Hometown: Anniston, Ala.
Robert “Red” Byron was there at the outset, to say the least.
Byron won the sanctioning body’s first race in 1948, on the Daytona beach-road course. He went on in ’48 to win NASCAR’s first season championship – in the NASCAR Modified Division. The following year he won NASCAR’s first Strictly Stock title – the precursor to today’s NASCAR Sprint Cup Series – driving for car owner Raymond Parks. The Strictly Stock schedule had eight races; Byron won two of them.
Wounded in World War II, Byron drove with a special brace attached to the clutch pedal, to assist an injured leg – making his accomplishments even more impressive. That injury contributed to Byron’s relatively brief career, after which he continued to be involved in motorsports.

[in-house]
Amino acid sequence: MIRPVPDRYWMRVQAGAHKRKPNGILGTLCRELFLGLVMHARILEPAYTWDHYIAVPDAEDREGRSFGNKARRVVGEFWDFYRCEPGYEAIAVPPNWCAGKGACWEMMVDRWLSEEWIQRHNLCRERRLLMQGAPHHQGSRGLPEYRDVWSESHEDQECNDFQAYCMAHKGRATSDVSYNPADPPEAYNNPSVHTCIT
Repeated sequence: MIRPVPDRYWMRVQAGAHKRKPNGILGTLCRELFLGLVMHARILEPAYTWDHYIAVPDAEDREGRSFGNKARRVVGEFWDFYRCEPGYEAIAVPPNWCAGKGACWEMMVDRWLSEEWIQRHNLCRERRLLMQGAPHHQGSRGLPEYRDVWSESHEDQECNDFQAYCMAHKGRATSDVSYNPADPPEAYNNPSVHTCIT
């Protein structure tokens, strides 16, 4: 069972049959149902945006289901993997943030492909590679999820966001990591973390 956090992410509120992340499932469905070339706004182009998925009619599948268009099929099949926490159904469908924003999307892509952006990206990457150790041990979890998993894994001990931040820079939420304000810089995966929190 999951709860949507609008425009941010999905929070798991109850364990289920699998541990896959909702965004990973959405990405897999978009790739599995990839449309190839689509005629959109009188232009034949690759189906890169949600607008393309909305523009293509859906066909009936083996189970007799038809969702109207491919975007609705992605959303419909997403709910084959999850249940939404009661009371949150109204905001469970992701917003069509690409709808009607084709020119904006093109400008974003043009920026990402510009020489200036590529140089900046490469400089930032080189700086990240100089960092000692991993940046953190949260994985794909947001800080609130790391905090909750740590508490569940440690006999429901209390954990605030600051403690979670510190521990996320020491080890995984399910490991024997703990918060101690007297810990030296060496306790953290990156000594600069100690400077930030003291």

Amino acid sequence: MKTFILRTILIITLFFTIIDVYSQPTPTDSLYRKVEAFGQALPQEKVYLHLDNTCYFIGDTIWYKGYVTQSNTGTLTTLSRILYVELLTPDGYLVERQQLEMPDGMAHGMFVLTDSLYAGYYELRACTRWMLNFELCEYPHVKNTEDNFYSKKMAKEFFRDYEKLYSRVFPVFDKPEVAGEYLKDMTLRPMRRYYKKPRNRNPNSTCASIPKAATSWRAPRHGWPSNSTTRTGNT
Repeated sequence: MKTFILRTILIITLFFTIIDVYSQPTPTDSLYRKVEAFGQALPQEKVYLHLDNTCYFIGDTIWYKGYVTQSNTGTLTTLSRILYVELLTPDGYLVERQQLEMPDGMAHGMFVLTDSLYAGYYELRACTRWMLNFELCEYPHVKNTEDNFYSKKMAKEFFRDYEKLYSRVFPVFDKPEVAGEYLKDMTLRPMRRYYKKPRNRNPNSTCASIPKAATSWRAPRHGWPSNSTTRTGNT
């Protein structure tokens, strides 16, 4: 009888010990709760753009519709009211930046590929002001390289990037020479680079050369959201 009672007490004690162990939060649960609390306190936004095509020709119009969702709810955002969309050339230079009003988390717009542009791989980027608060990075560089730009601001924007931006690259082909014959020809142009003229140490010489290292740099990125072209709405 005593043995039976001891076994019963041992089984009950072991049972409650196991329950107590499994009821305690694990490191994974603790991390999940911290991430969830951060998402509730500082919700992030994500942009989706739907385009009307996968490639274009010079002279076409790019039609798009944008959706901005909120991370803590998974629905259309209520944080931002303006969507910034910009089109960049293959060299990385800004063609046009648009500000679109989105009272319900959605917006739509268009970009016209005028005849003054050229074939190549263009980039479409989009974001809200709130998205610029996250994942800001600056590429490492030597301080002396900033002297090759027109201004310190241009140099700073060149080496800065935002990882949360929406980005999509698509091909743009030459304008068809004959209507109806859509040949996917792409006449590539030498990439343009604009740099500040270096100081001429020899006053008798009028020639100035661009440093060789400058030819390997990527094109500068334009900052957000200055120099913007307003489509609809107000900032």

When he died in 1960 at the age of 45, Byron had branched out, striving to make more history, by developing an American car capable of winning the famed 24 Hours of Le Mans sports car event.
In 1998, he was named one of NASCAR’s 50 Greatest Drivers, recognition of a highly significant career, the relative brevity of it notwithstanding.
This is the latest in a series of GodfatherMotorsports.com biographies profiling the 25 nominees for the 2012 class of the NASCAR Hall Of Fame. Each of the 25 candidates will be profiled in the coming weeks, in alphabetical order.